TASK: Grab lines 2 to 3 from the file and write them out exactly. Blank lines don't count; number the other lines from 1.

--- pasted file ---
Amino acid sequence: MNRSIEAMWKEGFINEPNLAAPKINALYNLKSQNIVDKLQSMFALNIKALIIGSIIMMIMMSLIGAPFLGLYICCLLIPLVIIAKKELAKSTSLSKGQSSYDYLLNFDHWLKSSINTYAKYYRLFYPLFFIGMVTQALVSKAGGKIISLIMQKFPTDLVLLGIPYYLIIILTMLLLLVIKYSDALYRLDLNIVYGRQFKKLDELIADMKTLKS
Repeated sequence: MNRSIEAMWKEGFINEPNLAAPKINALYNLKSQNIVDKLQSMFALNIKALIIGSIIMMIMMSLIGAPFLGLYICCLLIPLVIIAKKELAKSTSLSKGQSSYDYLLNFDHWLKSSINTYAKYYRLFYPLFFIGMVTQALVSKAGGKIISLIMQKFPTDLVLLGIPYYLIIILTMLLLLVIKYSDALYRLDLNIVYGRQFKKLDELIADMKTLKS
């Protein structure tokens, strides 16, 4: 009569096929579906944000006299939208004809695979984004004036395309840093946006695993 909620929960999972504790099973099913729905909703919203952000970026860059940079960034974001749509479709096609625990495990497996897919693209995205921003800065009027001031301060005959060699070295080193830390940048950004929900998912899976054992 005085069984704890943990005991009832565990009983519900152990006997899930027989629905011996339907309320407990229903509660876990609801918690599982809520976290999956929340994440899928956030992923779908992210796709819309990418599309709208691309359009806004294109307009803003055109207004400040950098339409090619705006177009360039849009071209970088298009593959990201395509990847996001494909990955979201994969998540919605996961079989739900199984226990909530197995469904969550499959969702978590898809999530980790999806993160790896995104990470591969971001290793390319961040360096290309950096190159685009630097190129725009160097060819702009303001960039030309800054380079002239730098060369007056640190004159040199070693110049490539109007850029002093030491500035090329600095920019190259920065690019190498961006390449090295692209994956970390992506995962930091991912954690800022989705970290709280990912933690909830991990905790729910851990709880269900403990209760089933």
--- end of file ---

Repeated sequence: MNRSIEAMWKEGFINEPNLAAPKINALYNLKSQNIVDKLQSMFALNIKALIIGSIIMMIMMSLIGAPFLGLYICCLLIPLVIIAKKELAKSTSLSKGQSSYDYLLNFDHWLKSSINTYAKYYRLFYPLFFIGMVTQALVSKAGGKIISLIMQKFPTDLVLLGIPYYLIIILTMLLLLVIKYSDALYRLDLNIVYGRQFKKLDELIADMKTLKS
């Protein structure tokens, strides 16, 4: 009569096929579906944000006299939208004809695979984004004036395309840093946006695993 909620929960999972504790099973099913729905909703919203952000970026860059940079960034974001749509479709096609625990495990497996897919693209995205921003800065009027001031301060005959060699070295080193830390940048950004929900998912899976054992 005085069984704890943990005991009832565990009983519900152990006997899930027989629905011996339907309320407990229903509660876990609801918690599982809520976290999956929340994440899928956030992923779908992210796709819309990418599309709208691309359009806004294109307009803003055109207004400040950098339409090619705006177009360039849009071209970088298009593959990201395509990847996001494909990955979201994969998540919605996961079989739900199984226990909530197995469904969550499959969702978590898809999530980790999806993160790896995104990470591969971001290793390319961040360096290309950096190159685009630097190129725009160097060819702009303001960039030309800054380079002239730098060369007056640190004159040199070693110049490539109007850029002093030491500035090329600095920019190259920065690019190498961006390449090295692209994956970390992506995962930091991912954690800022989705970290709280990912933690909830991990905790729910851990709880269900403990209760089933």